Scholars agree that Zakat is due on jewelry kept as savings. But they differ in their view on jewelry kept for permissible use. As a conclusion, zakat is not due on usable jewelry if it is within reasonable limits.

Zakat on jewellery

There is no zakat on jewlery other than gold and silver.This means that there is no zakat on precious stones such as rubies or diamonds, regardless of their market value. Zakat is due only on gold and silver. ‘A woman came to see Allah’s messenger with her daughter, and the girl had two thick gold bracelets. 

:The Prophet (peace be upon him) asked her

“Do you pay zakat for these?” She said: “No.” He said: “Will you be pleased if God gives you for them two bracelets made of fire on the Day of Judgement?” She took them off and gave them to the Prophet (peace be upon him)”

Related by Ahmad, vol. 11, p. 248; Abu Dawud, hadith No. 1,563; al-Tirmidhi, hadith No. 637; al-Nassa’i, vol. 5, p. 38; al-Bayhaqi, vol. 4, p. 140

This hadith is definitive on this question and is supported by another hadith in authentic anthologies.

Some scholars have discussed at length the difference of opinion among scholars on this issue, arriving at the following conclusions:

1-Zakat is payable on jewellery kept as savings or for investment. The same applies to jewellery kept for personal use if the use is forbidden, such as gold and silver plates and cutlery, or gold jewellery for men, or women’s jewellery that is clearly excessive.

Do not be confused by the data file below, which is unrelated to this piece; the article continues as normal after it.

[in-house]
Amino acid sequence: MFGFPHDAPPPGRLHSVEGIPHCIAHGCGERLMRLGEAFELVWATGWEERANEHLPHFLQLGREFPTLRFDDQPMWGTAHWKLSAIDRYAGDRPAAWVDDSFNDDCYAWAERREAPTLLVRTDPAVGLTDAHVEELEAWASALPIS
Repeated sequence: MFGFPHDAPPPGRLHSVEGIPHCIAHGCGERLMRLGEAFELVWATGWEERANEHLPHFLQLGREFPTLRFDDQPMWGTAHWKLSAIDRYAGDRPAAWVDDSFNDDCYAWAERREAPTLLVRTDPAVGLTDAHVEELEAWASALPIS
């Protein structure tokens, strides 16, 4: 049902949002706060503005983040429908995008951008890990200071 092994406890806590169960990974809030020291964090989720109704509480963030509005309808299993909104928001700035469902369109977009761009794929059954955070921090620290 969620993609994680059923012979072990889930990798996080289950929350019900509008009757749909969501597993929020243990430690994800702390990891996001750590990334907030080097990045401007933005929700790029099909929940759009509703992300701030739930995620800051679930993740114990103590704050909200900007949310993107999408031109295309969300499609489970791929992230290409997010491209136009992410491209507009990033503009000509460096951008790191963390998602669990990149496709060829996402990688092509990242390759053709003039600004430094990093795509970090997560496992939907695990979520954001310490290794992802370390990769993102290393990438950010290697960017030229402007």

2-Zakat is not payable on jewellery kept for permissible use, such as women’s jewellery – within reasonable limits – and a man’s silver ring, as it cannot grow. Moreover, it is an article of personal need, like one’s clothes and furniture.

3-The same applies to permissible jewellery owned by a woman who wears or lends it freely, or is owned by a man for his family’s use or who lends it.

4-Jewellery and other gold and silver articles that are liable to zakat pay 2.5% annually in zakat, together with the person’s other property, if any.

5-It is a condition for zakat payable on such jewellery that the jewellery is, in itself or together with the person’s other zakatable property, above the threshold of zakat, i.e. 85 grams of gold. In arriving at this figure, the value is considered, not the weight, because there is an added value for the manufacture of the jewellery.[1]


  1. Y. al-Qaradawi, Fiqh al-Zakat, vol. 1, pp. 323–4.